No true scientist should ever make the claim that life arose on its own. We have no way of knowing; their is no observational evidence. As you stated, SC, we should soon have definitive evidence that life *could* have arisen on its own, and then we can certainly make *that* claim. But we can never absolutely claim that life *did* arise on its own.

    On the other hand, we *can* claim that species evolve. We have ample evidence of it happening, and since the discovery of DNA, we understand the mechanism by which it happens, and we have directly observed it happening.

  2. First of all, Wells’ book is virtually unknown among scientists, although it is a “classic” to those of us who follow the creationism movement. In fact, Wells doesn’t even come close to a valid criticism of the Miller-Urey experiment.

    Secondly, after Miller died in 2007 the sealed vials containing the products from his experiment were re-examined and over 25 amino acids were identified in low concentration using techniques not available to Miller in the 50’s.

    It’s still an Iconic Experiment in that it demonstrated that complex organic compounds could form naturally from simple atmospheric molecules.

    Wells is wrong, Luskin is laughable and what else is new!

  3. retiredsciguy says:

    No true scientist should ever make the claim that life arose on its own. We have no way of knowing; their is no observational evidence.

    All that needs to be done (he modestly said) is to produce self-replicating organic molecules in the lab. From there, given that there would soon have been oceans full of the stuff and hundreds of millions of years for the little bits to do what they do naturally, the game’s afoot. It needn’t be exactly the way it happened on earth, because as you say, we don’t know precisely how it happened. But it should be entirely sufficient to show that it can happen by natural means. No magical designer is required.

  4. Self-replicating RNA molecules have already been created in the lab. Numerous variants can be produced and a form of natural selection can operate to produce the most efficient replicators. This work was published in journal Science in 2009. Work many years ago showed that bacteriophage RNA molecules replicated in the test tube can undergo natural selection based on exposure to environmental agents such as ethidium bromide, which inhibits replication. After a number of generations, spontaneous mutations produced molecules that replicate faster in the presence of the ethidium. All of this would be expected of a pre-cellular system on the way to forming the first true cell. I find it satisfying that natural selection can operate on purely chemical (replicating) systems as well as on living organisms.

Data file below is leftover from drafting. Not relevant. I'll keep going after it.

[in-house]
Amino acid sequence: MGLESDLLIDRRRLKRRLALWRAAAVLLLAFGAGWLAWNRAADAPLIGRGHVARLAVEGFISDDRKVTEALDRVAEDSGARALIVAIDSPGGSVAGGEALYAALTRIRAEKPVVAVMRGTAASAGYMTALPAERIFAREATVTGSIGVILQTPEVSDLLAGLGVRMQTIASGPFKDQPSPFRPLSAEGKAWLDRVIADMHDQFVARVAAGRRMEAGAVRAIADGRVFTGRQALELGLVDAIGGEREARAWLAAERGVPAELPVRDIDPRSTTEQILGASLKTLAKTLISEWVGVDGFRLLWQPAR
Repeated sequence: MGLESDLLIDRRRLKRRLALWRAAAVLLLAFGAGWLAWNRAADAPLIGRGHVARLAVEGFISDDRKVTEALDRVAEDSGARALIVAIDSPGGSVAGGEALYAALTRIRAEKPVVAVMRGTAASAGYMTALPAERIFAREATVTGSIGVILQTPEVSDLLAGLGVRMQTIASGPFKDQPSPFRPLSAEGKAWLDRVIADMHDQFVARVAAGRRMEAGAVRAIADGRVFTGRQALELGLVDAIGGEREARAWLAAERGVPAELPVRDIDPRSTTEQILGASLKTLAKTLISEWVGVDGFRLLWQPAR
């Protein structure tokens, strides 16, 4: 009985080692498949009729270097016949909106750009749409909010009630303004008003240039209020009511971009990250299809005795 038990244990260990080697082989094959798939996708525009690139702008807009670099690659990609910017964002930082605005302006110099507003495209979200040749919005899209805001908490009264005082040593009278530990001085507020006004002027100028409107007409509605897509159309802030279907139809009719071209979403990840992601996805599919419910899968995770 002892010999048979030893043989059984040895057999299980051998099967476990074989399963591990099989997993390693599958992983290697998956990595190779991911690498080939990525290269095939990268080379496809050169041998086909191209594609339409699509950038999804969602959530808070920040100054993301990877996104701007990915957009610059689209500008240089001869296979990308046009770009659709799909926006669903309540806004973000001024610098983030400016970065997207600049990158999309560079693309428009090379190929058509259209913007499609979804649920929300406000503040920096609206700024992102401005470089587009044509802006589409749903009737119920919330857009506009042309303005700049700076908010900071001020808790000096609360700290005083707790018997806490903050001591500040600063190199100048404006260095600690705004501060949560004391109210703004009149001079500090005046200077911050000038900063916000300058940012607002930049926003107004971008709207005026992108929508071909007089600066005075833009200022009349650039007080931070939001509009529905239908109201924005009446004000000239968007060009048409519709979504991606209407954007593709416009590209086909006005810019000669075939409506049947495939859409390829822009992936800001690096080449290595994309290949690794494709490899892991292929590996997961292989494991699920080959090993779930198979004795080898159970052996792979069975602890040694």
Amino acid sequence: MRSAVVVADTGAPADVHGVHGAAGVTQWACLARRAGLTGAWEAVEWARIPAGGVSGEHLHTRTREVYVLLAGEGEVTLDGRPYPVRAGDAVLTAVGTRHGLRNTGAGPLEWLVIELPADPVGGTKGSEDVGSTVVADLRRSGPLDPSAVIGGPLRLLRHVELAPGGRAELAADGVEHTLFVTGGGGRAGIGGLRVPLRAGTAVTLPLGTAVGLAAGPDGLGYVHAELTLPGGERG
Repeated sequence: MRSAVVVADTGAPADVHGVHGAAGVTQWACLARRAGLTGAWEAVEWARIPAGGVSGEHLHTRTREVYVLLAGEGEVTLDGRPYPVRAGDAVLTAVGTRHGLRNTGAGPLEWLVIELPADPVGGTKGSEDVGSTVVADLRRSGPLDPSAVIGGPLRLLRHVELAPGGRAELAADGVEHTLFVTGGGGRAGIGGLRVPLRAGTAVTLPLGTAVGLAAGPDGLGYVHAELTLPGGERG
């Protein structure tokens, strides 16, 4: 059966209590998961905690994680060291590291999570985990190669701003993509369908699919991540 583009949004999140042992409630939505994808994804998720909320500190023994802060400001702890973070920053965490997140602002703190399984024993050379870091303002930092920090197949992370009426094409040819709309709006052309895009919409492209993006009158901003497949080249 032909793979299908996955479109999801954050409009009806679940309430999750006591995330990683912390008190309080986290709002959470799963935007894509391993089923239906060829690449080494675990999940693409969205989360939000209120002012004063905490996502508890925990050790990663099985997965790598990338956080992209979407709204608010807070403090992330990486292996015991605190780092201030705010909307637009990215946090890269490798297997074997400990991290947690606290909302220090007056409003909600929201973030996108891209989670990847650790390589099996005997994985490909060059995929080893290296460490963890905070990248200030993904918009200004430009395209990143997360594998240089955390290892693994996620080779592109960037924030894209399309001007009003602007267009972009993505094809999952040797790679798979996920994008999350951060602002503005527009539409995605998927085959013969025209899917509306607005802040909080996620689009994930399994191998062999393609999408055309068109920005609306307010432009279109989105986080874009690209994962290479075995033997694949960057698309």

5. No true scientist should ever make the claim that life arose on its own. We have no way of knowing; their is no observational evidence.

    I’m a true scientist and I will make the claim that life arose on its own. You read it here. See you in Stockholm.

    Srsly, dude, I can’t believe you’re using the old Ham-Hovind “were you there?” argument. Old as the hills (only 6000 years old, mind you) and twice as musty.

    I drove from Houston to Austin today and you have no way to claim that I did that on my own. You have no way of knowing; there is no observational evidence. All you know is that Houston, Austin, me and my car exist. There are roads. You have no way of knowing which route I took, whether I stopped for gas or lunch, or lunch with gas. I could have driven to the airport, flown to Austin and rented a car on the other end. You have no way of knowing.

    However, you could probably rule out teleportation, magic carpets, Pegasus, ruby slippers or disapparation.

    What difference does the route or mode of transportation make if you know the starting point, end point and can build a plausible model to support it?

  6. Biokid says: “Self-replicating RNA molecules have already been created in the lab.”

    Right. I posted twice about it in 2009: Synthesis of Self-Replicating RNA Molecules and also Evolution in a Test Tube.

  7. As soon as scientists create replicating life, the creationists will say that it proves intelligent design, since the scientists are themselves intelligent designers. They will claim that the scientists fine-tuned the initial conditions in order for the experiment to work, and claim that likewise a supernatural designer fine tuned the conditions on the primitive earth.

    However, as new discoveries occur, eventually the crazies will be painted into such a tiny corner that their remaining arguments will become so implausible that even the uneducated public will turn away. Science will win in the end.

  8. Curmudgeon: “The cornerstone of all creationism, whether young-earth, old-earth, flat-earth, or intelligently designed earth, is the claim that the creation of life is so impossible by natural means that it had to be the result of supernatural activity.”